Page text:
If the Australian experience is anything to go by, things won’t change much in New Zealand.
At least not at first. But Amazon is happy to take a long term view.
Amazon Australia experience
Amazon’s first year in Australia was not a success. Sales were behind the company’s expectations.
The AFR reports that last year Amazon Australia had sales of A$1.2 billion. That’s double the figure for a year earlier.
Yet as the AFR notes, it is a long way behind the A$4 billion that analysts forecast for 2020 when Amazon first opened in Australia in 2017. UBS, an investment bank, now forecasts it will hit the $4 billion figure in 2023.
The number looks huge. But A$4 billion is about one percent of total retail sales and two percent of total non-food retail. This leaves plenty of room for local retailers.
Now in New Zealand
Amazon issued a press release about the Australian business selling to New Zealand. It says you should see is lower shipping prices, easier returns and quicker delivery.
All these are likely. But we need to put them in context.
Take delivery times. Dispatching a parcel from New South Wales to New Zealand will take less time because a plane takes three hours or so to travel across the Tasman. This compares with 14 hours from a US airport.
But the flight is only part of the journey. There’s packing and getting the parcel to the airport at one end. When it gets here local parcel carriers handle distribution.
If, say, that takes four days from the US. Then, unless Amazon Australia has speeded up processes, it will take three and a half days from Australia.
That’s not a huge difference.
Likewise freight prices are lower, but in most cases this is a small part of the total shopping cost. A 30 percent cut in freight costs might make a shopping order a few percent cheaper.
Amazon’s Australian store advantages are marginal when compared to shopping from Amazon US.
There are two things that could make a difference. The first is if Amazon’s Australian business opts for predatory pricing. It could undercut local retailers by a margin.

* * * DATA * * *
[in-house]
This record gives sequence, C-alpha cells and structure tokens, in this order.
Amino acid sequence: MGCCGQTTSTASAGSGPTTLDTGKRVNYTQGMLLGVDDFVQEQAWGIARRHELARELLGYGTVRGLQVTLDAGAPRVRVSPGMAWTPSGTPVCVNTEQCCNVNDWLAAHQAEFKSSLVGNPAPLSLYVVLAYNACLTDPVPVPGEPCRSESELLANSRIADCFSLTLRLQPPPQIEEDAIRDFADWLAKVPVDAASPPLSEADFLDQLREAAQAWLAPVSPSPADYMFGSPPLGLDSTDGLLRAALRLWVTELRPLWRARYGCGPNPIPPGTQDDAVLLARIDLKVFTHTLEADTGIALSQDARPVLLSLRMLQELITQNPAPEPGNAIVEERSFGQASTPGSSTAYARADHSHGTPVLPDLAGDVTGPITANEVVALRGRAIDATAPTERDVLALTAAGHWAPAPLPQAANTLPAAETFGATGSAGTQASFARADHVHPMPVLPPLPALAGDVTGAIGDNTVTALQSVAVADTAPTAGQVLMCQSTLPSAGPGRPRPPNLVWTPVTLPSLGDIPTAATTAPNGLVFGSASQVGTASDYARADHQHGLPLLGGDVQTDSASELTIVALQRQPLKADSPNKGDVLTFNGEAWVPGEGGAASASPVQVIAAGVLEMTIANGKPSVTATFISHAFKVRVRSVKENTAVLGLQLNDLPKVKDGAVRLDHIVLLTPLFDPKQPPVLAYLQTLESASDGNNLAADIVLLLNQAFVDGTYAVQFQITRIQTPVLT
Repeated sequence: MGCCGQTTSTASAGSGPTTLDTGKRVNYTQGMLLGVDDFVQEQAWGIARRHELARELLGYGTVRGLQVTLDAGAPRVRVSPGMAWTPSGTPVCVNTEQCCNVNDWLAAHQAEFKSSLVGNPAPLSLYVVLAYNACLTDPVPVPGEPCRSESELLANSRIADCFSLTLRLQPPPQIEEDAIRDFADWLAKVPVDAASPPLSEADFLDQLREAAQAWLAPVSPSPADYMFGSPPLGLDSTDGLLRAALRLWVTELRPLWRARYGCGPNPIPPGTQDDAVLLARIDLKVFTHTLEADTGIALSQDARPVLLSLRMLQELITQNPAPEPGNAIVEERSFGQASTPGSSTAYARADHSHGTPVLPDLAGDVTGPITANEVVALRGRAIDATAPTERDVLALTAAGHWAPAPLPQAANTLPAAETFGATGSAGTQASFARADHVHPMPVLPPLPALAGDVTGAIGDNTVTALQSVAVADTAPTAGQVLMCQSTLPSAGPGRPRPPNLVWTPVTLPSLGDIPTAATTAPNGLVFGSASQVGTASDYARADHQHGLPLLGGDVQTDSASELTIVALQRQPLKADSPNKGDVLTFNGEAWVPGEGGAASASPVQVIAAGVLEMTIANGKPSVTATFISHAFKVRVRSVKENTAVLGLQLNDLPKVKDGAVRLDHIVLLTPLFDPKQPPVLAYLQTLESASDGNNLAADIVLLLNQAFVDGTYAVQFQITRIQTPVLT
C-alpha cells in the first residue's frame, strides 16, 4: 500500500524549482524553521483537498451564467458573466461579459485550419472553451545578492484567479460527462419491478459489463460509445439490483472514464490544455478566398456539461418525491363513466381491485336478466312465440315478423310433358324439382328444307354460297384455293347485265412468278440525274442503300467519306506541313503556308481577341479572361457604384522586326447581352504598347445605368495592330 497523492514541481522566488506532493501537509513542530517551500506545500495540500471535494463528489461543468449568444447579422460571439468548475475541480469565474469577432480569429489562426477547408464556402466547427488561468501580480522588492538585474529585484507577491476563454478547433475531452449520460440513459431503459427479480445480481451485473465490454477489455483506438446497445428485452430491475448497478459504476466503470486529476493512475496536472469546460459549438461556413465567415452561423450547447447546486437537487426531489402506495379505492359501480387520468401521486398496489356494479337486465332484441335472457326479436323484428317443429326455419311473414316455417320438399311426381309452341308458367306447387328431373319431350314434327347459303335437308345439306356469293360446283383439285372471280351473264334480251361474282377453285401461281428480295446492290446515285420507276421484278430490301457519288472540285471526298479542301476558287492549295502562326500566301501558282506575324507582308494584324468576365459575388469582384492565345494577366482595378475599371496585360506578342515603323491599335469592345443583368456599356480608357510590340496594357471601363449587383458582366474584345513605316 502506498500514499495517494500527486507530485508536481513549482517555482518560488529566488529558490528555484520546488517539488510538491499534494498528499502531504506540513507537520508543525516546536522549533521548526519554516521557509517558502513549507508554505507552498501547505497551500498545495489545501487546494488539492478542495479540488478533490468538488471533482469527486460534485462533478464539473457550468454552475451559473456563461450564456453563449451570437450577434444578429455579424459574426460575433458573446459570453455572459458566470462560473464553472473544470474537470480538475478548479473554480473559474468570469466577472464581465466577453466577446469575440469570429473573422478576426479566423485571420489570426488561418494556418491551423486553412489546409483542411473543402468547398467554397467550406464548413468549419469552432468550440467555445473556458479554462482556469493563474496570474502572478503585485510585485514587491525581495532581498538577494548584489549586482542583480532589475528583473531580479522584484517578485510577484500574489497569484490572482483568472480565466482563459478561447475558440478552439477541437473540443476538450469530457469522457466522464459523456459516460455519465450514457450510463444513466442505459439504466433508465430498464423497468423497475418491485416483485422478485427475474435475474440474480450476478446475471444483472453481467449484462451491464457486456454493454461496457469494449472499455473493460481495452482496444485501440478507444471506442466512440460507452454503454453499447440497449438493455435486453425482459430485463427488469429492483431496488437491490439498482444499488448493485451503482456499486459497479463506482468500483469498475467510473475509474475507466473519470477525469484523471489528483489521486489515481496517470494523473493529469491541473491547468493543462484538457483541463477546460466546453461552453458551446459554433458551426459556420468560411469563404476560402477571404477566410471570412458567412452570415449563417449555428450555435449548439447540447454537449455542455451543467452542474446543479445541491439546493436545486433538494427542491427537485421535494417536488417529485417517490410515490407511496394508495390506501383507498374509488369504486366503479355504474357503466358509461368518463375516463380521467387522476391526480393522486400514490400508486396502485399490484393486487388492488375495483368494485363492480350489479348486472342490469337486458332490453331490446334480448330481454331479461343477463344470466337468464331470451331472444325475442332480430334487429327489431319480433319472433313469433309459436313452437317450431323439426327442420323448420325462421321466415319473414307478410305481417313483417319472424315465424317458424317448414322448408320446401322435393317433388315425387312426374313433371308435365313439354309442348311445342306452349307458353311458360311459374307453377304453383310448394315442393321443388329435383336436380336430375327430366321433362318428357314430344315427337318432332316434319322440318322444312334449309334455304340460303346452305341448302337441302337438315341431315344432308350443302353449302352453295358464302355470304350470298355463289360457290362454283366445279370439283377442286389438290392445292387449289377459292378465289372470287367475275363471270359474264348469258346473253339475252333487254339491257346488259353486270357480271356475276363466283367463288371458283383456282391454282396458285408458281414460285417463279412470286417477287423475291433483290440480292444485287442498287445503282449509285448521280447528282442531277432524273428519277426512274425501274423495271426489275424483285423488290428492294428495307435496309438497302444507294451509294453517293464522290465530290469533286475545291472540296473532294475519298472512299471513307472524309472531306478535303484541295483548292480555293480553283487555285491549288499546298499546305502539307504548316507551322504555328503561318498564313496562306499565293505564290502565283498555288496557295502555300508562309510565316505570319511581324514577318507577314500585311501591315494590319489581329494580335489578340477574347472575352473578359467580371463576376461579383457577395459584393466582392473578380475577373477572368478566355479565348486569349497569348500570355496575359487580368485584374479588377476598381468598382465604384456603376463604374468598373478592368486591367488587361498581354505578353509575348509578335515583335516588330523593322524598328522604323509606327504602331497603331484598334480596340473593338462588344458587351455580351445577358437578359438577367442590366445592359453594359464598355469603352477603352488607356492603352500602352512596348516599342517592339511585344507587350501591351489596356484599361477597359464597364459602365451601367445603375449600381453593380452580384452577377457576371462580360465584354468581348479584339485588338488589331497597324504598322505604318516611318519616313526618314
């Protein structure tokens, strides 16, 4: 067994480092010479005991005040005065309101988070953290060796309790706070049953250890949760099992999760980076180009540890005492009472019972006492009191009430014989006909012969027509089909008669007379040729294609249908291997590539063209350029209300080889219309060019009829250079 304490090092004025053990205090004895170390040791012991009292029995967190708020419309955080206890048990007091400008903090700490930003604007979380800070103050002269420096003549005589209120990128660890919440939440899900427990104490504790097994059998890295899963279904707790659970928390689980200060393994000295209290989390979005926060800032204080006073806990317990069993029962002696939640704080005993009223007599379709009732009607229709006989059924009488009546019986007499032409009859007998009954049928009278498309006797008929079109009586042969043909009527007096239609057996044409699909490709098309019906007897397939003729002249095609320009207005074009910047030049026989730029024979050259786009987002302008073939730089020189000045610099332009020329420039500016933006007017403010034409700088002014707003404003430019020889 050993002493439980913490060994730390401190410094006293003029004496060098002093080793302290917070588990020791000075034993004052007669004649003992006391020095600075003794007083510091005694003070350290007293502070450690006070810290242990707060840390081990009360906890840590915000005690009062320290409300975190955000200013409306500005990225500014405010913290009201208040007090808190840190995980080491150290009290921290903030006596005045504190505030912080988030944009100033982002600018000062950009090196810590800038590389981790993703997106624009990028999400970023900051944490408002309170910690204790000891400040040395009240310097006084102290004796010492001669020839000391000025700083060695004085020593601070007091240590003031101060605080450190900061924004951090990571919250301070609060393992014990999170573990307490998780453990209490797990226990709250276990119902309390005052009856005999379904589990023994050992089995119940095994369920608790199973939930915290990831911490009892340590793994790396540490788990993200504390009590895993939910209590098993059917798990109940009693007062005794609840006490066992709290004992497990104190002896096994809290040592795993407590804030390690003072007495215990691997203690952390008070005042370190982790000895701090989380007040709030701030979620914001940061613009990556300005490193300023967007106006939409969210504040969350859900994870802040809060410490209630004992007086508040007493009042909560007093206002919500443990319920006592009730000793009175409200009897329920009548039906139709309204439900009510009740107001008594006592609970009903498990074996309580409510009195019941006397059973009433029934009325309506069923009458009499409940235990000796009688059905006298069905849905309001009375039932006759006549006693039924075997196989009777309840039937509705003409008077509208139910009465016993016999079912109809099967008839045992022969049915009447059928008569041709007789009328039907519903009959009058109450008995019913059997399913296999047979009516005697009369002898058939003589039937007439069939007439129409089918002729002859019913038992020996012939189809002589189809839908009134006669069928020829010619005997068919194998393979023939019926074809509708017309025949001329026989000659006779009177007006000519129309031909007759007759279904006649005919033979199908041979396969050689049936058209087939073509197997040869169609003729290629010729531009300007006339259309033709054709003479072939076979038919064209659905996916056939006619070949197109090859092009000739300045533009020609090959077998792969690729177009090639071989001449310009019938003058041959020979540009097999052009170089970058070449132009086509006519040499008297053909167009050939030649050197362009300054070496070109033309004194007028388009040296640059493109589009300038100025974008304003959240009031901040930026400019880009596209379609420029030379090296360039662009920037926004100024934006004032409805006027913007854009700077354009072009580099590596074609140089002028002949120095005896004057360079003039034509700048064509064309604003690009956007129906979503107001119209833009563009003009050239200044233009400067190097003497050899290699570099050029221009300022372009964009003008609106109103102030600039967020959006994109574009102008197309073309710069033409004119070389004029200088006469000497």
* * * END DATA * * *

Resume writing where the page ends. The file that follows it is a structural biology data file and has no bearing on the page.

Second Amazon’s Australian operation has a section for New Zealand products. That could be useful for some local companies. Products won’t travel twice across the Tasman, Amazon will use local companies to handle distribution.
While this puts extra pressure on local retailers, it is not as though they don’t already face competition from Amazon.
The immediate effect will be marginal.
Amazon already has the second largest share of online shopping in New Zealand behind Countdown.
New Zealand retailers account for 71 percent of online sales in New Zealand. In 2020 we spent NZ$5.8 billion online. Online is 11 percent of total New Zealand retail.
Amazon accounts for 11 percent of overseas online shopping from New Zealand. That is around three percent of the total.
Small but threatening
Let’s say Amazon doubles its New Zealand sales now it has an Australian store. The rest of the market continues to grow. Which means a year or two from now Amazon might be 5 percent of total online retail, not even one percent of all retail.
Amazon has always been happy to play a long game. Over time more retail will go online and, if Amazon uses its market clout, it could win a growing share. It has yet to offer a Amazon Prime service to New Zealand with ultra short delivery times and other lures.
There’s no room for complacency. Local retailers will have to work ever harder to earn a crust. That would be the case regardless of Amazon. Opening an Australian business serving New Zealand increases the pressure, but the serious threat lies a few years in the future.